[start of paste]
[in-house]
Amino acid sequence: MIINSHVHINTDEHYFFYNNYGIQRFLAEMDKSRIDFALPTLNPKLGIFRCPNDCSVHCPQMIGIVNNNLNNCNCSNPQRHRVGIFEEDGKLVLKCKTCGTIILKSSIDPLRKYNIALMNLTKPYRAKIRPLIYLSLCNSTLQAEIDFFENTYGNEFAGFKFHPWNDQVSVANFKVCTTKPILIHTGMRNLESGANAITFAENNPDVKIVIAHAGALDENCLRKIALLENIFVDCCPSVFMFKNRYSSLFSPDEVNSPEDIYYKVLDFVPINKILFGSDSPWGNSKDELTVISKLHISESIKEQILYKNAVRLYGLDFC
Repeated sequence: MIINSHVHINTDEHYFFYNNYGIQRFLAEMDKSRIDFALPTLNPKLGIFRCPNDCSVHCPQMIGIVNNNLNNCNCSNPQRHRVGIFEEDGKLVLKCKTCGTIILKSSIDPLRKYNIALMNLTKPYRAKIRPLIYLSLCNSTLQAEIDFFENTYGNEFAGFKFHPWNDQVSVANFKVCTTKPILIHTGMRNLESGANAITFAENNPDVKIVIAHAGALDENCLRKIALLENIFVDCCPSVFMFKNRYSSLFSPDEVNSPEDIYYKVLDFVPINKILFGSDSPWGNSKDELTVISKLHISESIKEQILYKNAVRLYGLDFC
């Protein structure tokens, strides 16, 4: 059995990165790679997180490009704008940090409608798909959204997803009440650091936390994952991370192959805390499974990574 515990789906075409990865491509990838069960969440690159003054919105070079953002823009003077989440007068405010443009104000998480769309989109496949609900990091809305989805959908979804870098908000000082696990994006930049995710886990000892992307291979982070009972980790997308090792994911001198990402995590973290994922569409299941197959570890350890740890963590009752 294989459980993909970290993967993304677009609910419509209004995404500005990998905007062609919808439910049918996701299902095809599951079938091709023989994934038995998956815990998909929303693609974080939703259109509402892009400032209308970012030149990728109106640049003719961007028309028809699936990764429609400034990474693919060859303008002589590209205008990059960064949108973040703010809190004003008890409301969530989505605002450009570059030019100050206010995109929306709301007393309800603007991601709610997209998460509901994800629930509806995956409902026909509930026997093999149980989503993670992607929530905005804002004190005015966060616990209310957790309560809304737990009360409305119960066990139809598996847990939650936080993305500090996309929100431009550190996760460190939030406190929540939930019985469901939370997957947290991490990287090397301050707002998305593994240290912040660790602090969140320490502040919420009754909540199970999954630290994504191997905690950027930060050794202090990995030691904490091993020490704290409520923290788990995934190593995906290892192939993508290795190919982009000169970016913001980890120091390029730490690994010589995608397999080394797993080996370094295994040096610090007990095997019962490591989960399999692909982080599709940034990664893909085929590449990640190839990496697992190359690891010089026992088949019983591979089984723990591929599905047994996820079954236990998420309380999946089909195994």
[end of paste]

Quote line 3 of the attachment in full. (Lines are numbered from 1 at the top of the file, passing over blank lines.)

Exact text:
Repeated sequence: MIINSHVHINTDEHYFFYNNYGIQRFLAEMDKSRIDFALPTLNPKLGIFRCPNDCSVHCPQMIGIVNNNLNNCNCSNPQRHRVGIFEEDGKLVLKCKTCGTIILKSSIDPLRKYNIALMNLTKPYRAKIRPLIYLSLCNSTLQAEIDFFENTYGNEFAGFKFHPWNDQVSVANFKVCTTKPILIHTGMRNLESGANAITFAENNPDVKIVIAHAGALDENCLRKIALLENIFVDCCPSVFMFKNRYSSLFSPDEVNSPEDIYYKVLDFVPINKILFGSDSPWGNSKDELTVISKLHISESIKEQILYKNAVRLYGLDFC